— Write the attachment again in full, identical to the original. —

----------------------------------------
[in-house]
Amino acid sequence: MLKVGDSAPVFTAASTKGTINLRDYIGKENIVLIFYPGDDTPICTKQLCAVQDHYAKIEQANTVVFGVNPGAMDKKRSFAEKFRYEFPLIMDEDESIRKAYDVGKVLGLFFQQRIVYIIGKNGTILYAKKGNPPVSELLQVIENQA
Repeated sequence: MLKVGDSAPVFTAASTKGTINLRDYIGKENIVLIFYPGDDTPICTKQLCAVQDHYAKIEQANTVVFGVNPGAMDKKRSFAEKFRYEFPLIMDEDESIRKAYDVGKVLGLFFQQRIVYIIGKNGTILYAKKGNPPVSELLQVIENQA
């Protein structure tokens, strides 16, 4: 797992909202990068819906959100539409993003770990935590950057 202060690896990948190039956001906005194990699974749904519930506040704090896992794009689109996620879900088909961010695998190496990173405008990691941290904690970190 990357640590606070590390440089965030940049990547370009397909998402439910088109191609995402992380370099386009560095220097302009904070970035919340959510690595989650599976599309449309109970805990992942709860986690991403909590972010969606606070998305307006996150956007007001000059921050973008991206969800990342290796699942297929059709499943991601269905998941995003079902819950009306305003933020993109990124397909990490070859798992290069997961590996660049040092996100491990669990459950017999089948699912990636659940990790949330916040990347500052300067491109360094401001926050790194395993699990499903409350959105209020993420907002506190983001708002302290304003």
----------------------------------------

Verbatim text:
[in-house]
Amino acid sequence: MLKVGDSAPVFTAASTKGTINLRDYIGKENIVLIFYPGDDTPICTKQLCAVQDHYAKIEQANTVVFGVNPGAMDKKRSFAEKFRYEFPLIMDEDESIRKAYDVGKVLGLFFQQRIVYIIGKNGTILYAKKGNPPVSELLQVIENQA
Repeated sequence: MLKVGDSAPVFTAASTKGTINLRDYIGKENIVLIFYPGDDTPICTKQLCAVQDHYAKIEQANTVVFGVNPGAMDKKRSFAEKFRYEFPLIMDEDESIRKAYDVGKVLGLFFQQRIVYIIGKNGTILYAKKGNPPVSELLQVIENQA
């Protein structure tokens, strides 16, 4: 797992909202990068819906959100539409993003770990935590950057 202060690896990948190039956001906005194990699974749904519930506040704090896992794009689109996620879900088909961010695998190496990173405008990691941290904690970190 990357640590606070590390440089965030940049990547370009397909998402439910088109191609995402992380370099386009560095220097302009904070970035919340959510690595989650599976599309449309109970805990992942709860986690991403909590972010969606606070998305307006996150956007007001000059921050973008991206969800990342290796699942297929059709499943991601269905998941995003079902819950009306305003933020993109990124397909990490070859798992290069997961590996660049040092996100491990669990459950017999089948699912990636659940990790949330916040990347500052300067491109360094401001926050790194395993699990499903409350959105209020993420907002506190983001708002302290304003």